Back in September, my group and I presented an article (Allen, 2006) on the integration of immigrants into Québec high schools via the ‘Classe d’Accueil’ program. The article stood out as it highlighted many issues facing how our province handles linguistic diversity and language integration in an ever-changing, multicultural city. It also allowed me to reach out to a friend who teaches ‘Classe d’Accueil’ and get some much needed insight into how difficult it can be for students and teachers alike.
Post 2 – Maxime Lavallee
Why do we use the words Francophone, Anglophone, and Allophone in Canada? I hear these used all the time and even tend to use them myself without really thinking about the impact of such words. I’ve employed them quite often in my writing as a student and have used these words to discuss a variety of education-related topics. After some reflection, I realized that in Canada and Quebec these words have developed a variety of connotations, positive and negative, and have essentially become restrictive labels.
By Wai In Chan
Hello everyone! This is a bit late in the semester, but I still wanted to share my language biography with all of you and hear your thoughts about how I identify myself. I am of Asian descent, born in Hong Kong, China. I speak Cantonese, English, and French (very basic!).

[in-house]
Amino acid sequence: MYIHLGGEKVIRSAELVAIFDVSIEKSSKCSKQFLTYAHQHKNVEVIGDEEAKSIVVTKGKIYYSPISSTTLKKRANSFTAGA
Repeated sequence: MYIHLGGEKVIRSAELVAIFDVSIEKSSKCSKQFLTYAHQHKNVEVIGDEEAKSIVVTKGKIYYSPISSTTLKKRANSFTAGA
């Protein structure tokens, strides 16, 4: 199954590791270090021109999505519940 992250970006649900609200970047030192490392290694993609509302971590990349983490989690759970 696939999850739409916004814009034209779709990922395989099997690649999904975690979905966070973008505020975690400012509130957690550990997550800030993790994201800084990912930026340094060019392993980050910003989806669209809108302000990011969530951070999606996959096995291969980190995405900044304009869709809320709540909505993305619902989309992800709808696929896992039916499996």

My family immigrated to Canada in order to start a better life when I was two years old, and we have lived here ever since. My mother had gone abroad to Canada as an international student prior to her marriage and my birth. Therefore, she had some knowledge of the English language and completed some education here. Due to these circumstances, I was able to complete my studies here in Canada in English.
I would like to write my first blog post in response to Rydenvald’s (2015) article: Elite bilingualism? Language Use Among Multilingual Teenagers of Swedish Background in European Schools and International Schools of Europe.
In regards to the concept of ‘elite bilingualism’, it is exactly that. These children, both in European and International schools, have the luxury of keeping their Swedish identity while living in foreign countries. They speak Swedish with their Swedish-speaking friends and relatives, have classes in Swedish, and up to 86% of the students in European schools spend three weeks or more in Sweden in the summer, thereby maintaining a connection with their home culture (Rydenvald, 2015). Because English—the language of global economic power—is a significant language of instruction, it also becomes a common language amongst the students of different backgrounds, along with other languages which aren’t specified. Most significantly to me is the fact that these students exhibit “marginal use of the local majority language” (Rydenvald, 2015, p. 225). They are more-or-less cut off from the community surrounding their school. Their status protects them from the challenges of being a true immigrant wherein the individual has no choice but to conform to the local culture in order to survive. They stay comfortably within the elite culture-bubble and prosperous futures are all but guaranteed for them.